It is therefore an object of the invention to provide a process for preparing tetraphenolic compounds. In one aspect, it is an object of the invention to provide a continuous heterogeneous process for the preparation of a tetraphenolic compound. In a further aspect, it is an object of the invention to improve product yield and purity in the preparation of the tetraphenol of ethane.

BRIEF SUMMARY OF THE INVENTION

According to the invention, a process is provided for preparing a tetraphenolic compound which can be described by the formula ##STR1## by contacting a dialdehyde with an equivalent excess of phenol in the presence of a cationic exchange resin catalyst. R in the above formula can be, for example, a direct bond, C1-20 alkyl, aryl, and the like. The process is most suitably carried out in a continuous process in a reaction medium which includes a polar organic solvent.

DETAILED DESCRIPTION OF THE INVENTION

The starting materials for the condensation reaction in the preparation of a tetraphenolic compound are a dialdehyde and a phenolic compound. Suitable dialdehydes include compounds which can be represented by formula (1): ##STR2## in which R is a direct bond or a hydrocarbyl linking moiety. R can be, for example, C1-20 hydrocarbyl, including substituted and unsubstituted alkyl, aryl, alkaryl, aralkyl, cycloalkyl, and the like. Preferably, R is substituted or unsubstituted C1-12 alkyl, aryl or alkaryl, particularly as represented structurally in formulas (2) and (3) below: ##STR3## in which n is an integer from 0 to 12, m is an integer from 0 to 6, R' is a non-interfering substituent including C1-4 alkyl and halide, and p is an integer from 0 to 4. Examples of such dialdehydes include glyoxal, glutaraldehyde, isophthalaldehyde and terephthalaldehyde.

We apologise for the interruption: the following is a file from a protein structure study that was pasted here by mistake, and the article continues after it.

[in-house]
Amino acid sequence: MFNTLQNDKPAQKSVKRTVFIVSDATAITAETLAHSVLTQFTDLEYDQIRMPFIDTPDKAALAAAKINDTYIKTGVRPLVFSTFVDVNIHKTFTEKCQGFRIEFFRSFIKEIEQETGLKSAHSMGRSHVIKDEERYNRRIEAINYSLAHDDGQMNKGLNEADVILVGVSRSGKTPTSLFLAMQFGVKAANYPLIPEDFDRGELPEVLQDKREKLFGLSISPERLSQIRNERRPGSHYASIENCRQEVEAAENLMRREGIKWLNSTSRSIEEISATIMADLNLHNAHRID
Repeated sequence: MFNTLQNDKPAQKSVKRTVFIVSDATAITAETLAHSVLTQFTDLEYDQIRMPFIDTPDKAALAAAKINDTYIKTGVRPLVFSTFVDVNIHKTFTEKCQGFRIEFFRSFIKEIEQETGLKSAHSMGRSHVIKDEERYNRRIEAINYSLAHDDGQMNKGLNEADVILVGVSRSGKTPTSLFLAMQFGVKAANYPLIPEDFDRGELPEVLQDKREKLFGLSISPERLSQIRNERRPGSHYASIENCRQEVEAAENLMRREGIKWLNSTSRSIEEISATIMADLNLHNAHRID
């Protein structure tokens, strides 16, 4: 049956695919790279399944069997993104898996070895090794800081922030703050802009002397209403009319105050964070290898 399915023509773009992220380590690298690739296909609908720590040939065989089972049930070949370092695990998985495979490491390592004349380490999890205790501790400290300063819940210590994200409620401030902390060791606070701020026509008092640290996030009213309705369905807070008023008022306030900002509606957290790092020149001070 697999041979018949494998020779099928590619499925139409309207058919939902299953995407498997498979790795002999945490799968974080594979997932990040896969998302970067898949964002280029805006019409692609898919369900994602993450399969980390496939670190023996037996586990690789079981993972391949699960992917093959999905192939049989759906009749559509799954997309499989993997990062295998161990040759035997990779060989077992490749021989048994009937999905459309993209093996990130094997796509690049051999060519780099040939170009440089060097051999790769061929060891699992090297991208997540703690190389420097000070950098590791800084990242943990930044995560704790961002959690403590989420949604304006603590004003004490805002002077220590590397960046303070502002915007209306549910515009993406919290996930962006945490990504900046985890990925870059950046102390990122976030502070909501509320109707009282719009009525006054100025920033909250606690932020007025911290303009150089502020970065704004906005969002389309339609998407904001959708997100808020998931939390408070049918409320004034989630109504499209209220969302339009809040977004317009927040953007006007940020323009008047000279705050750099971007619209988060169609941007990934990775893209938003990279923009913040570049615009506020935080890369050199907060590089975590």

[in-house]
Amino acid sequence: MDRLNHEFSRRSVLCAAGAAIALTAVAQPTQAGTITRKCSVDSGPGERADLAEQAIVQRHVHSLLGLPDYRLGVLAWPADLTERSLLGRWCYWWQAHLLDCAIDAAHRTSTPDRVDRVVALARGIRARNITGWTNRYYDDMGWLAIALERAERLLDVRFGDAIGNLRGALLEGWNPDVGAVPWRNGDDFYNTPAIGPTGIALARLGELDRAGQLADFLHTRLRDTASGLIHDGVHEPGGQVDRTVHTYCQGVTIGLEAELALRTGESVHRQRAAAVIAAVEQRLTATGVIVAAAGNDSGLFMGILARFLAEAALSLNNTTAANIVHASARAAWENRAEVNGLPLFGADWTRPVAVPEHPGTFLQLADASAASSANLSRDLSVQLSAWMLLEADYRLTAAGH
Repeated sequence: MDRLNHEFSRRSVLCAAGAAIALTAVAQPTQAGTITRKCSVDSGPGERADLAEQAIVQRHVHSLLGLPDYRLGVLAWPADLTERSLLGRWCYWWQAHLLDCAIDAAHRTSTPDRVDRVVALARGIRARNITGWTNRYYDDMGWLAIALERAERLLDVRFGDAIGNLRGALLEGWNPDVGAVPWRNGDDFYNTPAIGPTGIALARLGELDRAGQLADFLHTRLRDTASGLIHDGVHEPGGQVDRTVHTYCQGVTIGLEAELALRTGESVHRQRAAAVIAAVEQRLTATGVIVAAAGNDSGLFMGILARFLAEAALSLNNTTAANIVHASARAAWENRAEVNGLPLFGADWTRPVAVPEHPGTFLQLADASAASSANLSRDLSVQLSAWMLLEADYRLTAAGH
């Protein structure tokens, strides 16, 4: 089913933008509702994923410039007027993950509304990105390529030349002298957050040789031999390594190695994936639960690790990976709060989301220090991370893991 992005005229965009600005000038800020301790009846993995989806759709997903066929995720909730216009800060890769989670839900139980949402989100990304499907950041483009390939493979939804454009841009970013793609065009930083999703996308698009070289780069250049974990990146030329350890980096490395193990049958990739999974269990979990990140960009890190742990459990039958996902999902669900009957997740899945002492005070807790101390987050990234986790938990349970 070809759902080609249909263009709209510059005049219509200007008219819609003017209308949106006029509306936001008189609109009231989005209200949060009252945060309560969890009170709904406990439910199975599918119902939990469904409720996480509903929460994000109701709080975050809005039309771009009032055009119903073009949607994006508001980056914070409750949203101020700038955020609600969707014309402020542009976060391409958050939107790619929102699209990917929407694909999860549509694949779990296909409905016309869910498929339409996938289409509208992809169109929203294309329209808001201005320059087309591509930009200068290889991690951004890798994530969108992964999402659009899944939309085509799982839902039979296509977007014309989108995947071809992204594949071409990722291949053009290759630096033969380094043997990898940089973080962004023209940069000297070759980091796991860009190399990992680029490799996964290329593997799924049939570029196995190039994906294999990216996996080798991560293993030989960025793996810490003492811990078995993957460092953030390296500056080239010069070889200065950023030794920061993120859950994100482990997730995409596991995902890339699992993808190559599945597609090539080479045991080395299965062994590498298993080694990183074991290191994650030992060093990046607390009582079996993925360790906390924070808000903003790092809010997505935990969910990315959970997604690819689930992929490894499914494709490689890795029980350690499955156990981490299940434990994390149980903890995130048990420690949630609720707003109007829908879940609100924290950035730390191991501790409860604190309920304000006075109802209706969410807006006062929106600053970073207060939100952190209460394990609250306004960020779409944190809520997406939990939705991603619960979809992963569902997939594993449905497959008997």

The phenolic compound can be represented by formula (5): ##STR4## in which R" can be any substituent which does not interfere with the condensation reaction, including C1-6 alkyl and halide, for example, and x is an integer from 0 to 5. Examples of such phenols include phenol, chlorophenol, fluorophenol and cresol.

The dialdehyde and the phenol are contacted in a reaction medium which includes an excess of phenol. Generally, the starting reaction medium will contain an equivalent ratio of phenol to dialdehyde of at least about 8:1, preferably within the range of about 8:1 to about 25:1, most preferably about 10:1 to about 15:1. The excess phenol will generally serve as a reaction diluent and the amount can be adjusted depending upon the presence of other solvents or diluents in the reaction mixture, and can be increased to help dilute the effect of excess water in the reaction mixture.